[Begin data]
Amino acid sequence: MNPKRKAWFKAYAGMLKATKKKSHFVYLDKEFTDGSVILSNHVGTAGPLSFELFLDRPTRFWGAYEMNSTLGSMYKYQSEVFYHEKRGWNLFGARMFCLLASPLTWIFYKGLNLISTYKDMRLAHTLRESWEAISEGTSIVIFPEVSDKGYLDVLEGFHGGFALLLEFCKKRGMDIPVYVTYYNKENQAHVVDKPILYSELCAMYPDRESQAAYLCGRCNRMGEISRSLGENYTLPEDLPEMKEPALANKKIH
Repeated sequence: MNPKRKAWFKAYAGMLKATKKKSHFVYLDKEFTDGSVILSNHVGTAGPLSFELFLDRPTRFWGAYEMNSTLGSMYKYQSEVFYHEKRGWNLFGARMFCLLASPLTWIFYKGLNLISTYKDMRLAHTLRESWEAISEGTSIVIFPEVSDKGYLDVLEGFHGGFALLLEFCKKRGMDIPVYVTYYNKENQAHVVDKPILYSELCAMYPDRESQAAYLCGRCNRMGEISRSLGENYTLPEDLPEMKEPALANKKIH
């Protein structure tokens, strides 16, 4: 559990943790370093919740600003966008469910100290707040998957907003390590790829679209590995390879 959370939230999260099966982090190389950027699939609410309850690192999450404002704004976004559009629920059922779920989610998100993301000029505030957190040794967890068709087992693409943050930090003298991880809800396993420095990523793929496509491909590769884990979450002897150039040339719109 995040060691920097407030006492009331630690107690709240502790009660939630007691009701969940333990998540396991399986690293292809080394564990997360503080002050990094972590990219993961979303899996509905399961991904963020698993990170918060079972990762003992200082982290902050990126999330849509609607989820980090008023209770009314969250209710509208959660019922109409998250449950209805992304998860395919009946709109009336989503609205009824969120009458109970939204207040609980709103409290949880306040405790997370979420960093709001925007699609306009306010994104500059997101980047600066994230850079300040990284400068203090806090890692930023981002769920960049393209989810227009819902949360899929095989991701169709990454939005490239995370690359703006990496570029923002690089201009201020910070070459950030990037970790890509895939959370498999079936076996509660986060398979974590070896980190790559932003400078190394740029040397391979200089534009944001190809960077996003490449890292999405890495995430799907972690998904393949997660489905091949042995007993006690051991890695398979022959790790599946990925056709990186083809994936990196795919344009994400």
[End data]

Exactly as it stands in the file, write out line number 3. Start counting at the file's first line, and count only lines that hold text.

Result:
């Protein structure tokens, strides 16, 4: 559990943790370093919740600003966008469910100290707040998957907003390590790829679209590995390879 959370939230999260099966982090190389950027699939609410309850690192999450404002704004976004559009629920059922779920989610998100993301000029505030957190040794967890068709087992693409943050930090003298991880809800396993420095990523793929496509491909590769884990979450002897150039040339719109 995040060691920097407030006492009331630690107690709240502790009660939630007691009701969940333990998540396991399986690293292809080394564990997360503080002050990094972590990219993961979303899996509905399961991904963020698993990170918060079972990762003992200082982290902050990126999330849509609607989820980090008023209770009314969250209710509208959660019922109409998250449950209805992304998860395919009946709109009336989503609205009824969120009458109970939204207040609980709103409290949880306040405790997370979420960093709001925007699609306009306010994104500059997101980047600066994230850079300040990284400068203090806090890692930023981002769920960049393209989810227009819902949360899929095989991701169709990454939005490239995370690359703006990496570029923002690089201009201020910070070459950030990037970790890509895939959370498999079936076996509660986060398979974590070896980190790559932003400078190394740029040397391979200089534009944001190809960077996003490449890292999405890495995430799907972690998904393949997660489905091949042995007993006690051991890695398979022959790790599946990925056709990186083809994936990196795919344009994400």